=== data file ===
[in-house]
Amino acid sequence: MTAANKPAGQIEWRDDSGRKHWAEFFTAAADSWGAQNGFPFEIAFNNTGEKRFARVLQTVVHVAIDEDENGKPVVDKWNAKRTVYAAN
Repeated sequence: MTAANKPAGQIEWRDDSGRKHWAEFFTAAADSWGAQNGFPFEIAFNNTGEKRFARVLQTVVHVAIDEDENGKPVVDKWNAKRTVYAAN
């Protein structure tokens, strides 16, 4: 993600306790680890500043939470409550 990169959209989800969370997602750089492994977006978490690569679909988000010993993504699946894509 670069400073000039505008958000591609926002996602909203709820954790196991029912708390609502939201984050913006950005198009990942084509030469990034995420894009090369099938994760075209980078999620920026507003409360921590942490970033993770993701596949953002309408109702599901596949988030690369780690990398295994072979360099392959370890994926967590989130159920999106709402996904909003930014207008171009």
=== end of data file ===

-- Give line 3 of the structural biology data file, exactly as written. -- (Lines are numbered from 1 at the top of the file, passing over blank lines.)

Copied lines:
Repeated sequence: MTAANKPAGQIEWRDDSGRKHWAEFFTAAADSWGAQNGFPFEIAFNNTGEKRFARVLQTVVHVAIDEDENGKPVVDKWNAKRTVYAAN